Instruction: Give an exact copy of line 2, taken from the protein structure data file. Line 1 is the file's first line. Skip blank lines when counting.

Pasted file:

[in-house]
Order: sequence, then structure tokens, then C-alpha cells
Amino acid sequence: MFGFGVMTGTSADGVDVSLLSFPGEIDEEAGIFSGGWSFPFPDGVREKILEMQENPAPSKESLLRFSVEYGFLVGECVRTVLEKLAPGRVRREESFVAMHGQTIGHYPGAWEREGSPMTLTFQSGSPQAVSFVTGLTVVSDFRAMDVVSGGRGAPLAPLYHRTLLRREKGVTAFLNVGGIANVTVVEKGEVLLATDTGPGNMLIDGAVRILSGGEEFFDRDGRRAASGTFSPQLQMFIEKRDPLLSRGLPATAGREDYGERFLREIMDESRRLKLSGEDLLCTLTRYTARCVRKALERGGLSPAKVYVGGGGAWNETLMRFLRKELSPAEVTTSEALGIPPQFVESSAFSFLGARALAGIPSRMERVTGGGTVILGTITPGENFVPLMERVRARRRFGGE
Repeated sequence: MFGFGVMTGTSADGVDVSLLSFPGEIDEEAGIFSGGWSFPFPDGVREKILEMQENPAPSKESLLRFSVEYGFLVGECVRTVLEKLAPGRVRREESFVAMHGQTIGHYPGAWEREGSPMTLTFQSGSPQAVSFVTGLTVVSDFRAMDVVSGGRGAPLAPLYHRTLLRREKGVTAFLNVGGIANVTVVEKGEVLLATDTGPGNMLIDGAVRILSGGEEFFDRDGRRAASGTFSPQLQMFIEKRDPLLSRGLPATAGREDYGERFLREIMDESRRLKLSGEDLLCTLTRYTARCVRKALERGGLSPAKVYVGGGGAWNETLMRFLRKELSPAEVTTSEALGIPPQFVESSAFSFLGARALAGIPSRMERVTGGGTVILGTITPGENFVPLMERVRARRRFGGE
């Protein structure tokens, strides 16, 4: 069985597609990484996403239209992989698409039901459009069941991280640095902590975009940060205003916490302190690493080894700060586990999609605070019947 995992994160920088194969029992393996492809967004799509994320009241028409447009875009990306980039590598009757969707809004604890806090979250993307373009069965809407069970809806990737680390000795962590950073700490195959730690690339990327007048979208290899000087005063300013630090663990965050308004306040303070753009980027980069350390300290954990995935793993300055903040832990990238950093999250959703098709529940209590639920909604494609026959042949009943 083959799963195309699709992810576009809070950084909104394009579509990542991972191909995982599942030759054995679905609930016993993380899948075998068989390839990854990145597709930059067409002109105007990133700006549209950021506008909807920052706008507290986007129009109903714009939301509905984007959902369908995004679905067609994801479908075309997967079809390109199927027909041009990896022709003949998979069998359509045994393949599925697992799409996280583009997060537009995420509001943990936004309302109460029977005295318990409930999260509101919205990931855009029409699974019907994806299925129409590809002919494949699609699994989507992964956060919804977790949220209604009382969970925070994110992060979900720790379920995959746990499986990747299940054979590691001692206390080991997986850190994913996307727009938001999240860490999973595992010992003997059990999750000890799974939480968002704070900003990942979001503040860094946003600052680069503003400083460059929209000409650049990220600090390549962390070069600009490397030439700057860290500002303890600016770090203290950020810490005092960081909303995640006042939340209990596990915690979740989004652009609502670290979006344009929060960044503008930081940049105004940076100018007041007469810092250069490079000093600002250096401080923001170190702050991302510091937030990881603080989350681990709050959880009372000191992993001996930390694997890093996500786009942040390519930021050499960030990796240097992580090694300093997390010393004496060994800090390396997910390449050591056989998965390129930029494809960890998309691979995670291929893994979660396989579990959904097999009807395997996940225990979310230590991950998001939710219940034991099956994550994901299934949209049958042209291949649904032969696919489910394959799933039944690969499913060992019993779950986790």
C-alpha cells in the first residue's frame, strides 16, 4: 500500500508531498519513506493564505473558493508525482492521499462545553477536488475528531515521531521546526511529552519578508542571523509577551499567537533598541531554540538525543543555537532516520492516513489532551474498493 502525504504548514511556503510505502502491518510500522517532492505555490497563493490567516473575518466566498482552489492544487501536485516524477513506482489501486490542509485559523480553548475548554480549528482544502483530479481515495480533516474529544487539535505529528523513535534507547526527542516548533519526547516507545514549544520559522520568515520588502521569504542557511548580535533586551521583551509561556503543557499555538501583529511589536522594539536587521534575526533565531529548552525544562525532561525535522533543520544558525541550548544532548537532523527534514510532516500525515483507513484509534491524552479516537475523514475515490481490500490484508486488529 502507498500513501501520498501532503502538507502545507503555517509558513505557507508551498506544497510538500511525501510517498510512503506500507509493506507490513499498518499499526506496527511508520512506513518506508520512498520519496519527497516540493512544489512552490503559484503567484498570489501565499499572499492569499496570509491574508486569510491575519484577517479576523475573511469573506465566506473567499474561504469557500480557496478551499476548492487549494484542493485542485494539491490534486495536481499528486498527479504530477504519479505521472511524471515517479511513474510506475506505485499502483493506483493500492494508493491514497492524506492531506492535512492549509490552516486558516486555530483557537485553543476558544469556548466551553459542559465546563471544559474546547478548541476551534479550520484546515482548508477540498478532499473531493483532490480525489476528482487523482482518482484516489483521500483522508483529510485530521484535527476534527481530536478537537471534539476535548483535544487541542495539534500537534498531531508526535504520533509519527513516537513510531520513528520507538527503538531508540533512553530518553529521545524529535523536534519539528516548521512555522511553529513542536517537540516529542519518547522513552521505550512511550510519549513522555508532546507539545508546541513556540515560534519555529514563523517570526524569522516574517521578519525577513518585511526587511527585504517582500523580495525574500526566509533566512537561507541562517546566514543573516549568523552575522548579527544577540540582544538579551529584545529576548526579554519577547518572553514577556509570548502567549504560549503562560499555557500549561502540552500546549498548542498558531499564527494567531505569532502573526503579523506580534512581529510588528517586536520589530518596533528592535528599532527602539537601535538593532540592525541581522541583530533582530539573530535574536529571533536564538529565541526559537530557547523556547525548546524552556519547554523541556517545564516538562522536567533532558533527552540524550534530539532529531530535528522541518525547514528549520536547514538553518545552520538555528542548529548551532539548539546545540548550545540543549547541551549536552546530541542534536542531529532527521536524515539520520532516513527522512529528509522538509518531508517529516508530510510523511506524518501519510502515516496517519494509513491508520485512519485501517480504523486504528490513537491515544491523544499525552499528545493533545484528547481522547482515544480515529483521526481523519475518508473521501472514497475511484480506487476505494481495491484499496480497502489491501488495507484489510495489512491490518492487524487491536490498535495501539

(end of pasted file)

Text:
Order: sequence, then structure tokens, then C-alpha cells